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Roger Groot: At a Glance

  • Joined the Washington and Lee School of Law in 1973.
  • Spent six years in the Marine Corps, which included a tour in Vietnam.
  • Studied law at the University of North Carolina, Chapel Hill.
  • One of the nation’s top criminal law experts; is an outspoken opponent of the death penalty: “I’m opposed to it in all circumstances.”

On Why He Chose W&L

“I grew up in a small town in Texas. My wife grew up in a small town in Kentucky. We’re very comfortable in small towns and rural environments. I like to do outdoors things when I can. In fact, I deer hunt between the Law School and my house. I can stop off on my way home for an hour and a half. You can’t do that in Philadelphia or New York.”

On the Death Penalty

“Whatever you think morally or religiously, you finally come down to the fact that the death penalty never depends on the homicide or the way in which it was committed. It ends up being a question of the victim’s family, the election cycle or the location. The most death-prone jurisdictions, for example, are suburban areas. That has been proven beyond any dispute. There is a fair body of evidence that the states which retain the death penalty actually have higher homicide rates than the states which have abolished it. I don’t think anybody argues seriously anymore that the death penalty is about deterrence. It’s more about retribution. Even if retribution is moral, it still ought to be consistent. And it’s not.”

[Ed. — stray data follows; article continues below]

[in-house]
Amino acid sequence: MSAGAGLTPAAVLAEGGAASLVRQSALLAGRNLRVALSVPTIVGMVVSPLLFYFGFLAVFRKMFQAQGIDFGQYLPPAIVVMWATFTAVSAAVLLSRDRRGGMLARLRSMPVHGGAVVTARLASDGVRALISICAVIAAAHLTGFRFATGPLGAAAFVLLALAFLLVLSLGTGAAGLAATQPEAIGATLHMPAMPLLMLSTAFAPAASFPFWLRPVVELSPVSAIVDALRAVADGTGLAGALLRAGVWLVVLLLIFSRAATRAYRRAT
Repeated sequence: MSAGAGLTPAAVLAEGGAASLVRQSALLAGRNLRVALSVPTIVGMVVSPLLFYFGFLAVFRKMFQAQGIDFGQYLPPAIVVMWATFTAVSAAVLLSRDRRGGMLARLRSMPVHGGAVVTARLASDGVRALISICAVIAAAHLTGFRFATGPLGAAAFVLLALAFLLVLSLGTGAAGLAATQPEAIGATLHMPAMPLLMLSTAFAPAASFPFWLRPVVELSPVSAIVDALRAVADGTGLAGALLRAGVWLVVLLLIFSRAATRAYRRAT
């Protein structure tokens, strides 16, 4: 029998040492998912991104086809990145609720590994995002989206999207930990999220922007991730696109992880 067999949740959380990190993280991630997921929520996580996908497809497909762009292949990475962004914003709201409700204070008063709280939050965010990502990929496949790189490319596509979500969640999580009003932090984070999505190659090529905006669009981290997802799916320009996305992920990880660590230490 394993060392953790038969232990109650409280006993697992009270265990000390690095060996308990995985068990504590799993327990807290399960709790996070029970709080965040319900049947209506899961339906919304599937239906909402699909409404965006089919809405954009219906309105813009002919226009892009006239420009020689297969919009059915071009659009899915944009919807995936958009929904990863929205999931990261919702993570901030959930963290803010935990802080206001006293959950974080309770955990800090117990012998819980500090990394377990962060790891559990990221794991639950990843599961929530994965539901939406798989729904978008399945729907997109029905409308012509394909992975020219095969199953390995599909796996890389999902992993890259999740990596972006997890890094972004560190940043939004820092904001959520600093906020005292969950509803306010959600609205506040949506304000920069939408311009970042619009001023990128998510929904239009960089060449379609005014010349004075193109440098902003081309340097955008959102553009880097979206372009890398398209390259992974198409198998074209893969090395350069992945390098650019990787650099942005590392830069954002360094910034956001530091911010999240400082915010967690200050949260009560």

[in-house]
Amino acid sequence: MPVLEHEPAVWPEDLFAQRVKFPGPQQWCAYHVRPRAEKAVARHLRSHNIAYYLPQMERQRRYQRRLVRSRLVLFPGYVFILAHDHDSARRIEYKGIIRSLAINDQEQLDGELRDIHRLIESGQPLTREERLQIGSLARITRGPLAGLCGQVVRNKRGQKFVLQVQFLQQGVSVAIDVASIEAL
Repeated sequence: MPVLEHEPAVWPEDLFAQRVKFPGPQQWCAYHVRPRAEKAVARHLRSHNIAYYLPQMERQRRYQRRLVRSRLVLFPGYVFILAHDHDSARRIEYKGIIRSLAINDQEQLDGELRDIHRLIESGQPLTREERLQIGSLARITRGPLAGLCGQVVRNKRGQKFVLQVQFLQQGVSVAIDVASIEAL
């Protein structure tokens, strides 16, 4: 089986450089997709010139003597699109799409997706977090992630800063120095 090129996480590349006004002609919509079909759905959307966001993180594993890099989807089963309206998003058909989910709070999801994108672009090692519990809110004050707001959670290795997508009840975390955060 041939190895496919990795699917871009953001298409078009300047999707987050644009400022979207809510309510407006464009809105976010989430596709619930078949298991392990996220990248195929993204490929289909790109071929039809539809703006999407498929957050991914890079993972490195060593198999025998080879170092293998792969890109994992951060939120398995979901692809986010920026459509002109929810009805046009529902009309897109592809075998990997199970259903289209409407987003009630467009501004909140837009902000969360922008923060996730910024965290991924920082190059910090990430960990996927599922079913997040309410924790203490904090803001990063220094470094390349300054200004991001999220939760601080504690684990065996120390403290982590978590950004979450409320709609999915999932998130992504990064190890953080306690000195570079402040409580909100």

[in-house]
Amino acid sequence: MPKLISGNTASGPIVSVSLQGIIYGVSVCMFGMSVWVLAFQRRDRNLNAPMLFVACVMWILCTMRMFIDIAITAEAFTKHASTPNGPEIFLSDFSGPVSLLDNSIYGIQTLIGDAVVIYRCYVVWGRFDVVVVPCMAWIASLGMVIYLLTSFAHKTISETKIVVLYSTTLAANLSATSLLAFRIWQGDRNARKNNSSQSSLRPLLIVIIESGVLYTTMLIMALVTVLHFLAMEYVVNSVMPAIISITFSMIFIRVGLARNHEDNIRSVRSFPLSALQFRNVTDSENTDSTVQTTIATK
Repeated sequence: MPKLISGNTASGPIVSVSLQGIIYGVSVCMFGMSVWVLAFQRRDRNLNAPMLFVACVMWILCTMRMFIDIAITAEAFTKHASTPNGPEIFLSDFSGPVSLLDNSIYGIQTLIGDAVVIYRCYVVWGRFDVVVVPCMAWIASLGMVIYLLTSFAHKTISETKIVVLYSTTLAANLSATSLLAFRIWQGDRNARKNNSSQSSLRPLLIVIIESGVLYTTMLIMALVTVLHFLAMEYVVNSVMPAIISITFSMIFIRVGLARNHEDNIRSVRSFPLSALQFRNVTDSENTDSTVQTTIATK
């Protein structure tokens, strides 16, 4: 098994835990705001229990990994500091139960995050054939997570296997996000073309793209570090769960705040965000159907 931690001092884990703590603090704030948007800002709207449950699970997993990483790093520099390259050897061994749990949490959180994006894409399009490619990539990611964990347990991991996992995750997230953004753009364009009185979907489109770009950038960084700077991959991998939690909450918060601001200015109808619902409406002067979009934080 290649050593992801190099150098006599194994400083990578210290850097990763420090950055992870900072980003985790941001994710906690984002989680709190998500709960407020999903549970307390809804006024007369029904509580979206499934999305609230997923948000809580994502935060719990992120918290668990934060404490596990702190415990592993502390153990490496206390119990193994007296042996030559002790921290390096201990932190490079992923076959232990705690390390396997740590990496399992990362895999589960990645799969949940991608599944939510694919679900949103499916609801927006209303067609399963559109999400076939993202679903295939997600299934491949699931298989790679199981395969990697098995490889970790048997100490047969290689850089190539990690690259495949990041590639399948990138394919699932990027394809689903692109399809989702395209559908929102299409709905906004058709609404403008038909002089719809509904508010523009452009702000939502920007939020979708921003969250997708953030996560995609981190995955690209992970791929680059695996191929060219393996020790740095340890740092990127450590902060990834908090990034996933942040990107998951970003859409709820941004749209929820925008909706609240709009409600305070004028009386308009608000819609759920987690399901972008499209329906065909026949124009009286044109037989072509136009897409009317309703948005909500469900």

On The Key To Teaching Law

“There are people who will say I have not accomplished this, but I think the key is to hold students’ intellectual feet to the fire without being mean; force them to dig deeply into the material without demeaning them. When I went to law school, demeaning the students was an art form. I don’t think that’s necessary. While I try not to do it, I’m certainly going to be honest with a student. I will occasionally tell one, ‘You’re not only wrong, you’re dead wrong.’ I don’t want anybody wasting my time or anybody else’s time.”

On The One Thing He Hopes Students Take Away From His Classroom

“You’ve got to work harder than the other guy. It’s that simple.”

On Retirement

“I’d like to hike the Appalachian Trail again. I did it the first time in 1991. I’d like to be able to make more than one hurried trip every fall to South Dakota to pheasant hunt. But you can’t do that full time. And momma’s already figured out the twice-as-much-husband, half-as-much-money routine.

“A rumor about my retirement has been going around for about five years. I don’t know anything about it.”

On The Future of W&L

“What concerns me most is the loss of interaction between students and faculty. That’s our strong suit, our selling point, and it’s what makes life livable around here for the students. I’d hate to see us lose that. All change isn’t bad, but you must try to hang on to the good stuff.”


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